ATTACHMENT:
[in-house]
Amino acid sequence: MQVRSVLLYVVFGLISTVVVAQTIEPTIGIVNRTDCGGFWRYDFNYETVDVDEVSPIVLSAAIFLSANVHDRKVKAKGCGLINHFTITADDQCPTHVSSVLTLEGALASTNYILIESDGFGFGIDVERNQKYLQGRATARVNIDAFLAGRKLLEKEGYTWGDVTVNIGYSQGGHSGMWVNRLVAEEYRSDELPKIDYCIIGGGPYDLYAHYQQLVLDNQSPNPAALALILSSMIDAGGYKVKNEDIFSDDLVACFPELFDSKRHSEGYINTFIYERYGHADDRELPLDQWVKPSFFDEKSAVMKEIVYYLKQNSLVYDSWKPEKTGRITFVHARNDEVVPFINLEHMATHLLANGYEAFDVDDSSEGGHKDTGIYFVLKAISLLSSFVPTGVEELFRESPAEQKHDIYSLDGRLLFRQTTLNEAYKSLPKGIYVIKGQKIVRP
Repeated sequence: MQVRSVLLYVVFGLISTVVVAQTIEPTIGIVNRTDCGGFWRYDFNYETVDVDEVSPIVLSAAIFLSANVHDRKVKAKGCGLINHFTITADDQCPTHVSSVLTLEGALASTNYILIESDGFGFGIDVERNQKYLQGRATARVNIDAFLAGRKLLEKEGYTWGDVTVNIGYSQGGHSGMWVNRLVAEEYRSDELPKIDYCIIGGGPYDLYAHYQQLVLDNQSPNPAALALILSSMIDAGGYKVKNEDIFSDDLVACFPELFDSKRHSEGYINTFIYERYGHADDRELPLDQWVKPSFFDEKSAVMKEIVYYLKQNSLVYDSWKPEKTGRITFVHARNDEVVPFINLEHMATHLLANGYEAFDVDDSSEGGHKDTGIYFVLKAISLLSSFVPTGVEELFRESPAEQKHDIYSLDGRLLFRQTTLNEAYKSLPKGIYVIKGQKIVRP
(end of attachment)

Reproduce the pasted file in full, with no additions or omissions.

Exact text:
[in-house]
Amino acid sequence: MQVRSVLLYVVFGLISTVVVAQTIEPTIGIVNRTDCGGFWRYDFNYETVDVDEVSPIVLSAAIFLSANVHDRKVKAKGCGLINHFTITADDQCPTHVSSVLTLEGALASTNYILIESDGFGFGIDVERNQKYLQGRATARVNIDAFLAGRKLLEKEGYTWGDVTVNIGYSQGGHSGMWVNRLVAEEYRSDELPKIDYCIIGGGPYDLYAHYQQLVLDNQSPNPAALALILSSMIDAGGYKVKNEDIFSDDLVACFPELFDSKRHSEGYINTFIYERYGHADDRELPLDQWVKPSFFDEKSAVMKEIVYYLKQNSLVYDSWKPEKTGRITFVHARNDEVVPFINLEHMATHLLANGYEAFDVDDSSEGGHKDTGIYFVLKAISLLSSFVPTGVEELFRESPAEQKHDIYSLDGRLLFRQTTLNEAYKSLPKGIYVIKGQKIVRP
Repeated sequence: MQVRSVLLYVVFGLISTVVVAQTIEPTIGIVNRTDCGGFWRYDFNYETVDVDEVSPIVLSAAIFLSANVHDRKVKAKGCGLINHFTITADDQCPTHVSSVLTLEGALASTNYILIESDGFGFGIDVERNQKYLQGRATARVNIDAFLAGRKLLEKEGYTWGDVTVNIGYSQGGHSGMWVNRLVAEEYRSDELPKIDYCIIGGGPYDLYAHYQQLVLDNQSPNPAALALILSSMIDAGGYKVKNEDIFSDDLVACFPELFDSKRHSEGYINTFIYERYGHADDRELPLDQWVKPSFFDEKSAVMKEIVYYLKQNSLVYDSWKPEKTGRITFVHARNDEVVPFINLEHMATHLLANGYEAFDVDDSSEGGHKDTGIYFVLKAISLLSSFVPTGVEELFRESPAEQKHDIYSLDGRLLFRQTTLNEAYKSLPKGIYVIKGQKIVRP